Dust-cleaning London tube train delayed until 2017

Transport for London says it needs to remove asbestos-containing material from Underground network before introducing dust cleaning train

The introduction of a London tube train specially designed to remove dust has been delayed until 2017 or later in order to allow for the removal of asbestos-containing material from the Undergound rail network, according to information obtained by campaign group Clean Air in London (CAL).

The Tunnel Cleaning Train includes a carriage with large vacuum nozzles that clean the tube tunnel as the train passes through. It had previously been slated for introduction on the Underground network in late 2013 in order to combat metal dust levels.

Transport for London has dust on the tube is "highly unlikely" to be dangerous to health

Transport for London has dust on the tube is “highly unlikely” to be dangerous to health

However, in March 2014 CAL lodged a Freedom of Information request to find why the project had seemingly been delayed, to which Transport for London (TfL) responded, citing ‘supplier issues’ and ‘enabling works’ to remove asbestos, which could cost in the region of £2-5 million.

Setting a new estimated date of 2017 or later for the train to be introduced, TfL said that the main reason for the delay was because it needed to remove asbestos-containing material on the Underground network which could be disturbed by the tube cleaning train, potentially releasing harmful asbestos fibres into the atmosphere.

Historically, TfL has recorded the location of asbestos-containing materials but has removed them “only when necessary”.

But TfL said unless “certain classes” of asbestos-containing material (ACM) are removed from the Undergound, the tube cleaning train (TCT) would be “inoperable across 98% of the London Underground network”, meaning the tube cleaning project would be “no longer viable”.

The TfL response states: “ACM removal or encapsulation in the track bed is believed to be feasible, and would allow the TCT to clean the track bed over across roughly 66 percent of the network.”

Initial estimates for this removal work, TfL states, suggest that it would cost in the region of £2-5 million and could take up to 18 months, although more detailed surveys are set to be carried out to determine the extent of the work needed.

The remaining 34% of the network where cleaning would be prohibited, TfL explains, would be those where there is “asbestos noise shelf and contaminated ballast”, which are predominantly on the Central, Jubilee and Northern Lines — although work is also being undertaken to enable the TCT to operate in more areas.

TfL states: “A decision regarding the future of the Tunnel Cleaning Train project will be made once the cost and timescales associated with this ACM mitigation project are known. The first phase of the work to price the mitigation of ACMs is underway now.”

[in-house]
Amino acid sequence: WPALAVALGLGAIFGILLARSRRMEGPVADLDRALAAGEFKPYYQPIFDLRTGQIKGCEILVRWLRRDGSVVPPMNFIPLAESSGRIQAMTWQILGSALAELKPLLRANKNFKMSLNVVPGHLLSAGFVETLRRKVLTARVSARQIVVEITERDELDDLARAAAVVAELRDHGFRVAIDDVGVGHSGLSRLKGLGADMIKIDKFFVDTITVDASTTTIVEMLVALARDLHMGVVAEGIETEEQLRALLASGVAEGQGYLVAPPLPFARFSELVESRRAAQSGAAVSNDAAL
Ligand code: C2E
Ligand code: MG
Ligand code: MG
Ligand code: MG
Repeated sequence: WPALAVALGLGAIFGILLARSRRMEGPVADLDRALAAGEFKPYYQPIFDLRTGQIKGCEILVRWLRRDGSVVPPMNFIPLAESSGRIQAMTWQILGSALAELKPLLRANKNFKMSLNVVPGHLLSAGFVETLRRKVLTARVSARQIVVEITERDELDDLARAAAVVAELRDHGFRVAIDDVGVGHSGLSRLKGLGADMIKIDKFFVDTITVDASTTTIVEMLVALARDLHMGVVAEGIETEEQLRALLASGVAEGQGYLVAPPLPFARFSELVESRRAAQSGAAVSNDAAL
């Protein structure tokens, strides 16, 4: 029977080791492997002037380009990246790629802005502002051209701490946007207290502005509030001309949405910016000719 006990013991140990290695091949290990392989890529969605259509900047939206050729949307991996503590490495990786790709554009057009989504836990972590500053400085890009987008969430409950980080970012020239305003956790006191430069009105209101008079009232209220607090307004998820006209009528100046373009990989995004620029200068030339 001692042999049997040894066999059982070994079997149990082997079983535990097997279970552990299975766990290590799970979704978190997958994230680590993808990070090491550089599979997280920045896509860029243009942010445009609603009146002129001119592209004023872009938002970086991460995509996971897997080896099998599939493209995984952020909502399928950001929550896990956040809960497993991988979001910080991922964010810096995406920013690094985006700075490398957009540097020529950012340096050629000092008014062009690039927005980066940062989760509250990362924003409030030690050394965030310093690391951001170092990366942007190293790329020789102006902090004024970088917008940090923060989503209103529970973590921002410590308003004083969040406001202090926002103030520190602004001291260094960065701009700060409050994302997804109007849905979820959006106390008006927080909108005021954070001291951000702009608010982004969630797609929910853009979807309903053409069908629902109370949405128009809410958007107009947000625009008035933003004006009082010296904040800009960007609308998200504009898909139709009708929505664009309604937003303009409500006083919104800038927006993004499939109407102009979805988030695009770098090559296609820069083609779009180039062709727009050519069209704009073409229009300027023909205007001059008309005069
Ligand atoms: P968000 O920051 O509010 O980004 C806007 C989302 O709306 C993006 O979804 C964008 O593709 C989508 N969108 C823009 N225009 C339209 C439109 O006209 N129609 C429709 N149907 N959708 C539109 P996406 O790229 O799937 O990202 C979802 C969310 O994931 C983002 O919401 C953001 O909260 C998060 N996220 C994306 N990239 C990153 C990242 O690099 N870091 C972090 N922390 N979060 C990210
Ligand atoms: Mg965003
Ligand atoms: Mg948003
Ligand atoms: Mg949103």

Tube dust

TfL previously carried out research on the likely health effects of tunnel dust on staff with the help of the Institute of Occupational Medicine in 2003, after which it concluded that dust levels were ‘highly unlikely’ to cause serious damage to human health.

In addition, it said that monitoring of tube dust has shown that levels are below limits set by the Health and Safety Executive (HSE).

However, Clean Air in London, which previously called for more research into the health effects of tube dust in February 2013 (see story), believes that tube dust is “not safe” and that the London Mayor is “relying on health advice which is hopelessly out of date”.

CAL director Simon Birkett is therefore calling on the Mayor, Boris Johnson, to bring forward plans for the tube cleaning train.

He said: “CAL urges the Mayor to accelerate plans for the tube cleaning train and the asbestos removal or encapsulation and consider urgently, in parallel, other options to protect people such as better ventilation and filtration in passenger area.”


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F. Ackroyd
F. Ackroyd
9 years ago

I find the above report quite mystifying as it has been known, to underground buffs like myself, that for years London Underground made use of what its night crews called the ‘asbestos train’ – said to resemble a vacuum-operated snowplough which moved through the tunnels at around 3 mph in the early hours of the morning cleaning asbestos from the tunnel walls – it was known that by the early 1980s LU were to have introduced a new Swedish-designed brake pad on its trains that did not use asbestos.
The source reference for this information can be found in a copy of ‘London under London’ by Richard Trench & Ellis Hillman – first published in 1984.

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